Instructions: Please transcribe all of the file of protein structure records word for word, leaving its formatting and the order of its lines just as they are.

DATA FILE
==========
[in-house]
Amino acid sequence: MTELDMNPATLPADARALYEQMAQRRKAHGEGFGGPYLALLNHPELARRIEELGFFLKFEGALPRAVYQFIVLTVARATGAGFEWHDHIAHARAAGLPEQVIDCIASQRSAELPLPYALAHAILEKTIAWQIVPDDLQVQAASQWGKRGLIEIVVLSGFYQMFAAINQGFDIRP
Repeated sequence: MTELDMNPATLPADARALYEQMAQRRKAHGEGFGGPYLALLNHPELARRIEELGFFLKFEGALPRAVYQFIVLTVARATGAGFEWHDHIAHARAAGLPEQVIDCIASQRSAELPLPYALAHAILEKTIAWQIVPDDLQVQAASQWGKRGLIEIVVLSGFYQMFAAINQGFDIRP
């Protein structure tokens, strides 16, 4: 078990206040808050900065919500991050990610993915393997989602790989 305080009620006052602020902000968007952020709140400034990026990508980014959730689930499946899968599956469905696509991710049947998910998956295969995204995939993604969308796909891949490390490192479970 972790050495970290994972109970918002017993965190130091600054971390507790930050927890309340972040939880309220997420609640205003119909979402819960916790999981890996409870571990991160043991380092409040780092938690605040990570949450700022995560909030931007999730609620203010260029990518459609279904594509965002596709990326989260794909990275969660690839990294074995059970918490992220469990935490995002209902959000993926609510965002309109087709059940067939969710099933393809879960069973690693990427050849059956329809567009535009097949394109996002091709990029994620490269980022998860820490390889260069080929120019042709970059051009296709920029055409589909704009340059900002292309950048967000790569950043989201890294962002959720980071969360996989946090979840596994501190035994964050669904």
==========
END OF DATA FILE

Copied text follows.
[in-house]
Amino acid sequence: MTELDMNPATLPADARALYEQMAQRRKAHGEGFGGPYLALLNHPELARRIEELGFFLKFEGALPRAVYQFIVLTVARATGAGFEWHDHIAHARAAGLPEQVIDCIASQRSAELPLPYALAHAILEKTIAWQIVPDDLQVQAASQWGKRGLIEIVVLSGFYQMFAAINQGFDIRP
Repeated sequence: MTELDMNPATLPADARALYEQMAQRRKAHGEGFGGPYLALLNHPELARRIEELGFFLKFEGALPRAVYQFIVLTVARATGAGFEWHDHIAHARAAGLPEQVIDCIASQRSAELPLPYALAHAILEKTIAWQIVPDDLQVQAASQWGKRGLIEIVVLSGFYQMFAAINQGFDIRP
């Protein structure tokens, strides 16, 4: 078990206040808050900065919500991050990610993915393997989602790989 305080009620006052602020902000968007952020709140400034990026990508980014959730689930499946899968599956469905696509991710049947998910998956295969995204995939993604969308796909891949490390490192479970 972790050495970290994972109970918002017993965190130091600054971390507790930050927890309340972040939880309220997420609640205003119909979402819960916790999981890996409870571990991160043991380092409040780092938690605040990570949450700022995560909030931007999730609620203010260029990518459609279904594509965002596709990326989260794909990275969660690839990294074995059970918490992220469990935490995002209902959000993926609510965002309109087709059940067939969710099933393809879960069973690693990427050849059956329809567009535009097949394109996002091709990029994620490269980022998860820490390889260069080929120019042709970059051009296709920029055409589909704009340059900002292309950048967000790569950043989201890294962002959720980071969360996989946090979840596994501190035994964050669904």